As Steve noted in his post on yesterday’s election, the results in Virginia did not go the Republicans’ way. Not at all.
Outspent significantly by Democrats, Republicans lost control over both houses of the Virginia General Assembly. The Democrats picked up at least two seats in the state Senate and at least five in the House of Delegates.
These aren’t massive gains, but they give control of the legislature to the Dems. And the governor, Ralph “Black Face” Northam, is a Democrat.
However, there may be a silver lining for the GOP, though not for Virginians. The Democratic party that has taken control of the Commonwealth is more radical than the Democratic party that ran the show in the 1980s and early 1990s. It’s also more radical than it pretended to be when making big gains in recent years.
Virginia may be a blue state now, as governor Black Face proclaimed yesterday night. However, I’m not sure it’s ready for what Democrats have in mind.
Northern Virginians may be ready for it. Turnout was heavy there. However, this did not seem to be the case in other parts of the Commonwealth.
If the Democrats govern from the left, we may see higher turnout in rural areas, for example, in the future. It’s also possible that in a post-Trump world, suburbanites will be more amenable to Republican candidates, assuming the Democrats overreach.
Gun control seems to have been the biggest issue overall, statewide. Virginians want more of it. Once they get it, the issue won’t be a big winner for Democrats and might become a loser if the Dems overreach.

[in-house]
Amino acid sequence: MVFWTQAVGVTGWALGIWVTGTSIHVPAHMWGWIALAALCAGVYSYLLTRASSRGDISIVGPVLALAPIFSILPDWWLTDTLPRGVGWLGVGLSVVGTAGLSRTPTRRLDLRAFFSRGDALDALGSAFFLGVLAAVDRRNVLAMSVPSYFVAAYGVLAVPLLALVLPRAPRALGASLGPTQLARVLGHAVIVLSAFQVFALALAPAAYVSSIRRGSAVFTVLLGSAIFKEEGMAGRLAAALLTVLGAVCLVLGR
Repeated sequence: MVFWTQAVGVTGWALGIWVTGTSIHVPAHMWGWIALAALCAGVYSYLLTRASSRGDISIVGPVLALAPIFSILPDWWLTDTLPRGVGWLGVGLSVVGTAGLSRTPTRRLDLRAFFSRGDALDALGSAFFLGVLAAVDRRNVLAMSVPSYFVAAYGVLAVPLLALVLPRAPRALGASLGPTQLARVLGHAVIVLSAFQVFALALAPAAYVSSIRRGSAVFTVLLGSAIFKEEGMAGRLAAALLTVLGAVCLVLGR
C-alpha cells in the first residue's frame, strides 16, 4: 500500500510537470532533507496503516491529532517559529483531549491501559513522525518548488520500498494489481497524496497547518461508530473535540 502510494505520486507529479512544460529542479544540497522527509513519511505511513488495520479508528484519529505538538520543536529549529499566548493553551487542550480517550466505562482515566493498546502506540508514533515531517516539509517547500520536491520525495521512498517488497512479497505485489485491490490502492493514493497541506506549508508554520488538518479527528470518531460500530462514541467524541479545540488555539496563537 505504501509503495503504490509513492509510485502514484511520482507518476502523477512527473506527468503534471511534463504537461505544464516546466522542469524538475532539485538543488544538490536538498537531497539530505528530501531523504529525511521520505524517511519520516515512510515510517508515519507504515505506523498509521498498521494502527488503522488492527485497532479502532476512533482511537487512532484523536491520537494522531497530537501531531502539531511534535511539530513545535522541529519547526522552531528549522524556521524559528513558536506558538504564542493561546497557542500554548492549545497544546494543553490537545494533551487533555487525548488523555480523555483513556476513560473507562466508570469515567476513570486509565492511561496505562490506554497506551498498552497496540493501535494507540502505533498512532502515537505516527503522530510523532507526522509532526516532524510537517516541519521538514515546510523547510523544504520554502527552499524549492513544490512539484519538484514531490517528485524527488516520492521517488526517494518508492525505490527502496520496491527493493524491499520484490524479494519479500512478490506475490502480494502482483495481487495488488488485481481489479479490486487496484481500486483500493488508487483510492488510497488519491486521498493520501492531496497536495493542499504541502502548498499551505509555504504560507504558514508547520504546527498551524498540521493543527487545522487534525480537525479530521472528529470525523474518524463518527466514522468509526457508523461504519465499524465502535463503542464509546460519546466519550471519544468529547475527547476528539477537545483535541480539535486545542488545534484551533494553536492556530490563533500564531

Thus, I think it’s too early to conclude that Virginia has turned permanently “blue.” Clearly, it’s not going to be “red” again, but the Democrats might have peaked yesterday.
Unfortunately, I must add that radical, soft-on-crime prosecutors have swept to power in Northern Virginia, fueled by lavish funding from George Soros. I wrote here about the victories during the primaries of two Soros-backed candidates in these races.
In a follow-up post, I discussed the candidacy of an independent candidate, Jonathan Fahey, who challenged Soros’s man in Fairfax County. Many Power Line readers generously contributed to Fahey’s campaign, for which I’m thankful.
Fahey lost yesterday, and the race wasn’t close. It was a good day for criminals, not only in Fairfax County, but also in the counties of Arlington, Loudoun, and Prince William.
The mantra from the victors was that “safety and justice are not opposed.” I agree. But safety and leniency, which is what these prosecutors mean by “justice,” probably are.
If so, there will be a backlash against these prosecutors, just as there probably will be a backlash against Democratic legislators if they overreach.